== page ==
Brain Boy #0 Written by Fred Van Lente
Illustrated by Freddie Williams II
Colored by Ego
Lettered by Nate Piekos of Blambot
Cover by Ariel Olivetti Dark Horse Comics
Release Date: December 11, 2013
Cover Price: $2.99
Open up your mind and allow writer Fred Van Lente to introduce you to an early adventure of the trained telepath, Matt Price in Brain Boy #0. With illustrations from Freddie Williams II, this prequel issue to the new series from Dark Horse is one wild adventure filled with betrayal, espionage, and a plethora of mind control tricks.
In one of his first missions ever, Matt Price, also known as Brain Boy, is subcontracted by the secret service to help protect the president and a special package called the “football” at a world leaders summit. Able to read the thoughts of others as well as telepathically and telekinetically force them to do things against their will, Brain Boy is tasked with determining every eventual outcome in regards to the summit in order to prevent something catastrophic from occurring; however, when lethal assassins force their way onto the premises and the other secret service agents begin committing suicide, Brain Boy quickly discovers that he is not the only telepath in the vicinity — nor the world.
Based on a couple of panels of preview art I saw, I was set to love Conan and the People of the Black Circle #1. Painted! And Ariel Olivetti‘s Conan looked like a real badass. I even pulled up my online pull list to put it in this week’s basket.
But then I got my advance reading copy and with each successive page, my initial enthusiasm waned. There’s something just”¦missing here. It felt flat overall, lacking dynamism and fluidity, with some pages containing only three or four illustrations per. There were some compositional elements that made it seem like the characters weren’t looking/reacting to each other. It also appeared that a profile illo of the evil sorcerer was repurposed three times, and not for dramatic effect.
Since George Lucas completed the Star Wars Prequel Trilogy, Dark Horse and the other licensees focusing on the Expanded Universe have made an effort to follow and focus on the rich area between Episodes III and IV, the dark times of the galaxy. This has included an intense following of Darth Vader during those early years following Revenge of the Sith. Darth Vader and the Ninth Assassin continues this trend, with an ongoing story that serves itself as a new mystery that the Sith Lord must get to the bottom of.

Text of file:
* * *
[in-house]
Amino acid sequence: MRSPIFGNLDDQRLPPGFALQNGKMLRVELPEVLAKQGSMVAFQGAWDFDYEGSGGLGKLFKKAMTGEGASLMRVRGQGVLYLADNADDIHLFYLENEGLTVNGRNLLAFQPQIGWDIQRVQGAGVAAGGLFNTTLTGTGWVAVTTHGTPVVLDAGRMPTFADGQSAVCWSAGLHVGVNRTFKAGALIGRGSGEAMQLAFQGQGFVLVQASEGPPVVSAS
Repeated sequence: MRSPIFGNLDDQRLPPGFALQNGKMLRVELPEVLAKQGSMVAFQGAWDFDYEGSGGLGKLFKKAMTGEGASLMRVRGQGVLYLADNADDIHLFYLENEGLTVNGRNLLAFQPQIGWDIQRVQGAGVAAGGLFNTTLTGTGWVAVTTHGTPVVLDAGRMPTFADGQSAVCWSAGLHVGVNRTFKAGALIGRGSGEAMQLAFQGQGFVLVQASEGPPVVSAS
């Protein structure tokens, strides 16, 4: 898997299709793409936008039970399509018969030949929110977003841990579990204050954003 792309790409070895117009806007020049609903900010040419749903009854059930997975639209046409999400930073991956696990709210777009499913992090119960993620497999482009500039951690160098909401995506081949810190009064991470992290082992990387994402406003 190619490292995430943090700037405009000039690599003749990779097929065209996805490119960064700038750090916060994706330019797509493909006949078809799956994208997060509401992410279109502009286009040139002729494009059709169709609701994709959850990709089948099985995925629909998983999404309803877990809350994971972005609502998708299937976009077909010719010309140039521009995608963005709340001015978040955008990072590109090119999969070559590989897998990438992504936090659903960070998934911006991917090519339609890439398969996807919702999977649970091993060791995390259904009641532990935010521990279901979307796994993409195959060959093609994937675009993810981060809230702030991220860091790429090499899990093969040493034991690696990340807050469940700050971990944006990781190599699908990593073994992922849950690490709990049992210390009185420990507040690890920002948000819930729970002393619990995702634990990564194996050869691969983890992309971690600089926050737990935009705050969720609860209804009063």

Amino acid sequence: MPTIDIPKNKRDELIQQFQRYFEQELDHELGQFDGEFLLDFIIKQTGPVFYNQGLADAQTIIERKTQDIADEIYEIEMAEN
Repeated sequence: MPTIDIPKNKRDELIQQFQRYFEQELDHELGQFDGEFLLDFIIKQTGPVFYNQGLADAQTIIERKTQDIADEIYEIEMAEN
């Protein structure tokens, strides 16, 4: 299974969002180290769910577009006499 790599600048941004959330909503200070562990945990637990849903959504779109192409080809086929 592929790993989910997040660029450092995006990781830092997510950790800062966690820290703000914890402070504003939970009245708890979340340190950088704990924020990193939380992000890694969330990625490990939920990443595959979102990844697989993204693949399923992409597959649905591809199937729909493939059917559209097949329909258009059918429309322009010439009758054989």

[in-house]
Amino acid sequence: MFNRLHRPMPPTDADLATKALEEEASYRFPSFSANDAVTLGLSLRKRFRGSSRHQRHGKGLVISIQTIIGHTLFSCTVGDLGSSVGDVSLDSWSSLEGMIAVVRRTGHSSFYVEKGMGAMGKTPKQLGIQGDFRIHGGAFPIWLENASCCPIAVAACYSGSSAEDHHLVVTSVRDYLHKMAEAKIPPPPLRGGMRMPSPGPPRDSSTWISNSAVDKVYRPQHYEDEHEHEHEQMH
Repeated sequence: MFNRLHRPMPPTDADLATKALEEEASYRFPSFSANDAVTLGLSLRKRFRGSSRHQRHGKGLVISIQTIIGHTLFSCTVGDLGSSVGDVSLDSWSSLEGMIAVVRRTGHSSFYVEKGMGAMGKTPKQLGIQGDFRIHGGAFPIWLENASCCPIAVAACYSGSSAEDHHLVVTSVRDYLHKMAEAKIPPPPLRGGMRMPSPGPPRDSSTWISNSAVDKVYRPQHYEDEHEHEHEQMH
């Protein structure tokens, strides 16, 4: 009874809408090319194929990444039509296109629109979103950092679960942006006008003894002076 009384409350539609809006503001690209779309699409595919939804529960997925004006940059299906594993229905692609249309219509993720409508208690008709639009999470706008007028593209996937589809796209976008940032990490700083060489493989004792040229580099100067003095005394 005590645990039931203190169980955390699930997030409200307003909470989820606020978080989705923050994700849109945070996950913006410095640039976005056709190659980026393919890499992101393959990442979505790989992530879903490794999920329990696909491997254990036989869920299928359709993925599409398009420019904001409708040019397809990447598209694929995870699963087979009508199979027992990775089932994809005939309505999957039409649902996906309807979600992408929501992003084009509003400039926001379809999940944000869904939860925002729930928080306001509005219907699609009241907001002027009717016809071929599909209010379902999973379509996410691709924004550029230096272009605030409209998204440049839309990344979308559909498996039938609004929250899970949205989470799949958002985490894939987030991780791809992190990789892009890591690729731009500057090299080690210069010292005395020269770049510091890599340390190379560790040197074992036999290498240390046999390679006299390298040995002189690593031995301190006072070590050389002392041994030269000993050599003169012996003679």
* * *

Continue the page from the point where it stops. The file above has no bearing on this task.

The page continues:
Hired by a wealthy unnamed industrialist, at the cost of his eyes, an unknown assassin (who may potentially rival Boba Fett in coming years) tracks down Vader as his new target. For the time being, this Ninth Assassin follows the Sith Lord from a distance, ostensibly able to anticipate his next moves and actions, as he lies in wait for the inevitable confrontation to arise in future concluding issues.
Following the debut issue setting the scene for the action to follow, the continuing chapter of Star Wars: Darth Vader and the Ninth Assassin kicks into gear almost immediately. With Vader now taking center stage, the plot is moving along with some spectacular artwork that begins to smudge the lines between what is traditionally considered good versus evil.
In the previous issue, an industrialist seeks vengeance upon Vader for murdering his son. After unsuccessfully going through eight mercenaries, he seeks an elusive ninth unnamed assassin, with a formidable reputation. The Assassin takes the job, at the cost of the eyes of the industrialist in addition to whatever the fee may be.
Set not long after Palpatine has declared himself Emperor, and the shadowy hand of the Empire begins to span across the Star Wars galaxy, Darth Vader and the Ninth Assassin is another new tale from Dark Horse focusing in on the Sith Lord formerly known as Anakin Skywalker.
The first issue of Ninth Assassin begins with a sequence highlighting the authority of the new Empire on commerce across the cosmos. During a tense negotiation of terms between business representatives under the supervision of Lord Vader (most likely at the command of Palpatine), one of the members fires a blaster shot at a competitor. Vader is too quick for him, using the Force and lightsaber to defend the target, and kill the shooter.
Afterwards, the unnamed father of the unnamed son killed by Vader’s hand at the business negotiation forms a security team in search of the best assassin. Going through eight applicants who either ran off with his credits or were killed, the fat businessman uses his resources and a cheaply paid security team to locate his ninth choice. The journey to the Ninth Assassin is like a riddle or a mystery that the reader learns as the encounter unfolds.